Virgilio Hermoso, from CTFC, is one of the authors of this Correspondence piece in Nature:
In a recent comment, Muller (Nature 566, 315-317) argues in favour of hydropower projects because its capacity of reducing greenhouse gasses emissions (GHG) through the shrinkage of wetlands’ extent, while contributing to production of ‘green energy’. We argue Muller´s arguments that advocate for accelerating the decline of natural wetlands through yet more river damming, have little demonstrated benefit for climate regulation, while causing large impacts to the socioeconomic and ecological value of both river and wetland ecosystems. These arguments aim at cleaning a source of energy increasingly questioned as “green” and sustainable to continue the hydropower wave and continue benefiting from funding opportunities associated to climate change agreements (1). We think that climate change fight must be led by other alternatives that address direct anthropogenic sources of GHG emissions rather than proposing further damage to valuable and already depauperated ecosystems.
Muller´s argument in favour of hydropower regulation as suitable management tool for GHG emissions from wetlands is not fully supported by current scientific evidence. Although wetlands are thought to be responsible for about 20-25% of global methane emissions (2), they are also important carbon sinks, storing twice as much carbon as the world’s forests (2), a role ignored in Muller’s argument. Furthermore, hydropower dams could do nothing to prevent the major increases in methane emissions underway from wetlands in areas of permafrost thaw, while wetland drainage would contribute to increasing rates of CO2 emissions (3). Given the questionable role of hydropower as climate change regulator, Muller’s argument seems to be an attempt to divert attention from growing concerns about the environmental and socio-economic costs of these hydropower projects.
The argument in favour of hydropower further weakens if we consider the socioeconomic and ecological impact that this strategy might cause, something completely (intentionally) overlooked in Muller´s Comment. Wetlands play a vital socio-economic and ecological role in our planet, but are already one of the most heavily degraded ecosystems in the world and Muller´s proposal comes into conflict with international conservation policies developed through a broad consensus, such as Ramsar Convention, Convention on Biological Diversity, and the Sustainable Development Goals of the UN, some of which Muller undermines in his Comment.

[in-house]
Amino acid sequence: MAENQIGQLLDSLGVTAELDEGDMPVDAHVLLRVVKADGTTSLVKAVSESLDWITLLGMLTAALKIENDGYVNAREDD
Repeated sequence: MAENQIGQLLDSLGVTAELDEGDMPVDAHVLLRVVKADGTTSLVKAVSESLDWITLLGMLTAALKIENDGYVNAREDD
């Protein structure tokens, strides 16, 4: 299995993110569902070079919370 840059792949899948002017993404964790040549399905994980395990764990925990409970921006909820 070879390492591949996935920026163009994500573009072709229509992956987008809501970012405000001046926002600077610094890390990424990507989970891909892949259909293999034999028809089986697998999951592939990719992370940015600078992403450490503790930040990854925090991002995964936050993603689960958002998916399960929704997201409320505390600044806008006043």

The extent of natural wetlands has dramatically decreased due to dam construction, and transformation for agricultural and urban uses, with reductions of over 80% since the 700´s and 35% between 1970 and 2015 (2). On the other hand, artificial wetlands, mostly rice paddies and reservoirs, almost doubled their extent in the 1970-2015 period, now forming 12% of wetlands globally and up to 23% in the Mediterranean region. Importantly, these increases cannot compensate for the associated loss of natural wetlands, which are more important for biodiversity and support many more globally threatened and endemic species (4), as claimed by Muller.
Wetlands have a key value for human development and wellbeing. The global estimated value of wetlands for ecosystem goods, services, biodiversity, and cultural considerations surpasses that of all other non-marine ecosystems combined (5). Floodplain wetlands supply human populations with food, drinking water, fibre and fuel. For example, more than 1 million tons of freshwater fish are caught annually in the floodplains of the Mekong River alone providing the main source of proteins for millions of people. For these reasons, wetlands are central to meeting many of the United Nation’s Sustainable Development Goals, focusing on poverty, hunger, health, energy, consumption and climate change (6).